fighting spam and scams on the Internet
"419" Scam – Advance Fee / Fake Lottery Scam
The so-called "419" scam is a type of fraud dominated by criminals from Nigeria and other countries in Africa. Victims of the scam are promised a large amount of money, such as a lottery prize, inheritance, money sitting in some bank account, etc.
Victims never receive this non-existent fortune but are tricked into sending their money to the criminals, who remain anonymous. They hide their real identity and location by using fake names and fake postal addresses as well as communicating via anonymous free email accounts and mobile phones.
Keep in mind that scammers DO NOT use their real names when defrauding people.
The criminals either abuse names of real people or companies or invent names or addresses.
Any real people or companies mentioned below have NO CONNECTION to the scammers!
Read more about such scams here or in our 419 FAQ. Use the Scam-O-Matic to verify suspect emails.
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Some comments by the Scam-O-Matic about the following email:
- An email address listed inside this email has been used in a known fraud before.
- This email uses a separate reply address that is different from the sender address. Spammers use this to get replies even when the original spam sending accounts have been shut down. Also, sometimes the sender addresses are legitimate looking but fake and only the reply address is actually an email account controlled by the scammers.
- This email message is a 419 scam. Please see our 419 FAQ for more details on such scams.
- This email lists free webmail addresses. Use of such addresses is typical for scams. Lotteries, banks and any but the smallest of companies do not normally use such addresses. Criminals use them to anonymously send and receive email at Internet cafes.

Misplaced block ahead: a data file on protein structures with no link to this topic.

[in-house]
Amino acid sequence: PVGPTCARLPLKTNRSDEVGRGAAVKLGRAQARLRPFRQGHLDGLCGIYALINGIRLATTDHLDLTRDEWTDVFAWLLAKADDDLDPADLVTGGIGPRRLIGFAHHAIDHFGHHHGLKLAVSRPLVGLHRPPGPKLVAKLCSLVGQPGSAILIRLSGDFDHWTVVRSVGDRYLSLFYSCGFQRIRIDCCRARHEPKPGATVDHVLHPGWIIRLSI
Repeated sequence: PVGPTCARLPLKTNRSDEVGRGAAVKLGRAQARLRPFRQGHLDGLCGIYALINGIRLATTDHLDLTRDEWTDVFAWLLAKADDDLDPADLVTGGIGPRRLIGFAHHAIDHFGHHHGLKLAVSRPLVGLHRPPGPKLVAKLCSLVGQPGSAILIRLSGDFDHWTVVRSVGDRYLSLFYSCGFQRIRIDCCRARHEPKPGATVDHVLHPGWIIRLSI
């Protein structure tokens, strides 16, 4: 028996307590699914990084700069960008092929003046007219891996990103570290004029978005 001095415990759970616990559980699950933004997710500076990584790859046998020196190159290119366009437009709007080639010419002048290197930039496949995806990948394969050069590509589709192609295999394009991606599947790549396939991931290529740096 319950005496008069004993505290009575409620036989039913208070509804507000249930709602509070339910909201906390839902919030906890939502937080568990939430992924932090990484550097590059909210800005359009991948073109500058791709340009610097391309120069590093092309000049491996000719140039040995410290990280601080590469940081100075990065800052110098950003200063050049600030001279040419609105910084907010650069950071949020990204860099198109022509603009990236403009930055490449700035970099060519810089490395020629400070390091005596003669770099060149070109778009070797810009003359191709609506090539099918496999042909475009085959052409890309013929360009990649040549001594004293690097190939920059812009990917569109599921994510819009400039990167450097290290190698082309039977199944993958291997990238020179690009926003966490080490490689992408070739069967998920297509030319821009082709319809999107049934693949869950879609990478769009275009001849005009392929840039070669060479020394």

- email@example.com (email address has been used in a known fraud before)
Fraud email example:
From: "Peter Anderson." (may be fake)
Date: Wed, 18 May 2011 16:16:32 +0200
Subject: requesting your attention
LONDON UNITED KINGDOM
My name is Peter Anderson a practicing lawyer in the United Kingdom.
I want to seek your candid collaboration in handling a business
venture that I feel would be mutually beneficial to you and I.
May I ask your permission to present you as a beneficiary to the will
of one of my trusted clients? My client and his whole family members
where involved in the Sharja air crash on the 25th of July 2004.
Since after this unfortunate incidence I have not been able to locate
any member of his family to be presented to his bank for claims of
his deposit as the law permits. It is now about time the government of
the United Kingdom convert the money to hers.
On receipt of your response in affirmation of your willingness to work
with me I will send to you full details and more information about
myself and the said funds for your better understanding.
As I am yet to get your consent on this issue, I prefer not to divulge
my full identity so as not to risk being publicized, which consequence
I will prefer we communicate for now via email. Subsequently telephone
and fax correspondence would be entertained. However if you would
want a brief chat, my personal email address is:firstname.lastname@example.org